There is considerable attention given to children’s vaccines. Even, somewhat ironically, the baseless “anti-vaxxer” arguments have prompted greater enthusiasm for the benefits of these miracle medicines. But the other half of the battle has yet to be waged. Where is the serious global immunization campaign for adults and elders?
There are new vaccines for adults — everything from pneumonia to shingles — that can save lives and horrible pain for adults. Preventing pneumonia will also save a fortune in health care costs — roughly $4 billion annually. In the U.S. alone, about 1 million people are hospitalized with pneumonia each year, and 50,000 die from the disease, according to the Centers for Disease Control. The innovative vaccines available to both kids and “seniors” can actually prevent diseases like pneumonia from ever infecting our bodies in the first place.
But few people are aware they exist.
World Pneumonia Day, November 12, strives to achieve the same goals as the WHO’s Decade of Vaccines: raise awareness of the vaccine and highlight the substantial public health challenge that is occurring at both ends of our age spectrum.
The facts are straightforward, even if the culture of prevention is not. Pneumonia is a life-threatening respiratory infection that has become one of the leading causes of death throughout the world. Moreover, a disease with observable symptoms makes treatment minimally complex.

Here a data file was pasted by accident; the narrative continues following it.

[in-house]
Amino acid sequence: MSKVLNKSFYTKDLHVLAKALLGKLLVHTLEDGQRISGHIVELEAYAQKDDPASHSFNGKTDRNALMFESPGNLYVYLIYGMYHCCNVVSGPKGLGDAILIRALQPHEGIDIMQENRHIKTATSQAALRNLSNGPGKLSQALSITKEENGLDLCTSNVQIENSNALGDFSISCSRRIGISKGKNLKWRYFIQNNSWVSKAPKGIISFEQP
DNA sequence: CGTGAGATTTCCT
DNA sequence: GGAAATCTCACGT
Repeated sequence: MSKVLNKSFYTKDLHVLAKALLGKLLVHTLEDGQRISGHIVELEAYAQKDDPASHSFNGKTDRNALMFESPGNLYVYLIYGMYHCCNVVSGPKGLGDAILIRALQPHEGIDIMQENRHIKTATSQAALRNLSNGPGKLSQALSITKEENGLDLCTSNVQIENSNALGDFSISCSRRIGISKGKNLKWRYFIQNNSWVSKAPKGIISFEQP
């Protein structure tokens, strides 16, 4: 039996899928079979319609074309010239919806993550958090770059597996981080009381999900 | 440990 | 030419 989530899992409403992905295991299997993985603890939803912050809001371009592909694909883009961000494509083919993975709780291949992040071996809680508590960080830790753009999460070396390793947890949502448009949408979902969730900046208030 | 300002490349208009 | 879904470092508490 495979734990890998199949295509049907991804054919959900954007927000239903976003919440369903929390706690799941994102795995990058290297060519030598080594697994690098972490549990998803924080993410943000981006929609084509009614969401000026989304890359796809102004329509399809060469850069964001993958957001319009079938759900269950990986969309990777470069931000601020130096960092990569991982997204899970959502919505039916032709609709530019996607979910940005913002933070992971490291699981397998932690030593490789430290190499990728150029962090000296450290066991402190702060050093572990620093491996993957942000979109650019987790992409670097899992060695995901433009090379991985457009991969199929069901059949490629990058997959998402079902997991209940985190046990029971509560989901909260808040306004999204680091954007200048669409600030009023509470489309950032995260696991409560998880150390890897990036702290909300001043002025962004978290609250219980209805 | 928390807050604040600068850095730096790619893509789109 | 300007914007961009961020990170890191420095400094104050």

Immunizations among adults remain below target levels. These substandard vaccination rates create unnecessary costs, unwanted health outcomes, and poor utilization of health resources. A report by the Global Coalition on Aging in 2013 posited the notion of a “life-course approach to immunization.” According to GCOA, this approach is “promising, but underutilized … [and] stresses vaccinations throughout all our stages of life.”
Preventing diseases such as pneumococcal pneumonia among older adults can save families and health systems huge amounts of money. Pneumonia can have a dramatic impact on individuals, including missed work, long-term health-related complications, and even death.It can affect caregivers as well, who may also miss work, lose income, and bear emotional consequences as they bear the burden of their parents and grandparents whose pneumonia could have been prevented.
With 1 billion of us over 60 – and the most rapidly growing demographic globally over 80 – surely health officials can also communicate the alerts for adults to reduce their risks of pneumonia through the community-wide use of vaccines. Can’t we in the health community walk and chew gum at the same time? Immunization for the children and for adults!
It’s time to do something about this growing health challenge, which puts seniors at risk. It is one of the rare moments when public health, economic value, and morality intersect. If we get it right, the marketplace will stimulate further R&D and lead to even more valuable innovation.